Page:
Physician groups are praising a new option by the American Board of Internal Medicine (ABIM) that will offer doctors a self-paced pathway for maintenance of certification (MOC) in place of the traditional long-form assessment route.
The new longitudinal assessment option, announced in late August, would enable physicians to acquire and demonstrate ongoing knowledge through shorter evaluations of specific content. The option, currently under development, also would provide doctors with immediate feedback about their answers and share links to educational material to address knowledge gaps, according to anWhile details are still being fleshed out, a of the longitudinal assessment concept by the American Board of Medical Specialties explains that the approach draws on the principles of adult learning and modern technology “to promote learning, retention, and transfer of information.”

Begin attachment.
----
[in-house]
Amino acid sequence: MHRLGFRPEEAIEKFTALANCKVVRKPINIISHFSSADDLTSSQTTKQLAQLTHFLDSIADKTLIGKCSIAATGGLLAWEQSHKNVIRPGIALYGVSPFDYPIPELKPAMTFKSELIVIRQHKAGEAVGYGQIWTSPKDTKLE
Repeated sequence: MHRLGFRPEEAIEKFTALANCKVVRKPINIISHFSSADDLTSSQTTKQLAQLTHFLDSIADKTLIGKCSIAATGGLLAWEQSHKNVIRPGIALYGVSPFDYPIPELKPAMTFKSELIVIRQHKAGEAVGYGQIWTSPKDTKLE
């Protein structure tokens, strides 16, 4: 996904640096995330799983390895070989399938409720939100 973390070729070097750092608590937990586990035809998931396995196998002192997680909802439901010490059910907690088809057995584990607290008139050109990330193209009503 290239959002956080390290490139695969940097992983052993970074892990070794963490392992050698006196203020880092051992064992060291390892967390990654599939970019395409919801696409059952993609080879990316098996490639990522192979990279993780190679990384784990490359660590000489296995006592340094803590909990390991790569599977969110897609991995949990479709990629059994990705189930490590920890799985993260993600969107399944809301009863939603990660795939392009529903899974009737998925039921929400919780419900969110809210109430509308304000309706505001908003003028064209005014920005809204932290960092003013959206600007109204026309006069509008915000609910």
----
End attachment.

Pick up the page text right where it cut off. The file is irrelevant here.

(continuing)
Developing a longitudinal assessment option is part of ABIM’s ongoing evolution, Marianne M. Green, MD, chair for ABIM’s board of directors and ABIM President Richard J. Baron, MD, wrote in a jointto internists posted on ABIM’s blog.
“We recognize that some physicians may prefer a more continuous process that easily integrates into their lives and allows them to engage seamlessly at their preferred pace, while being able to access the resources they use in practice,” the doctors wrote.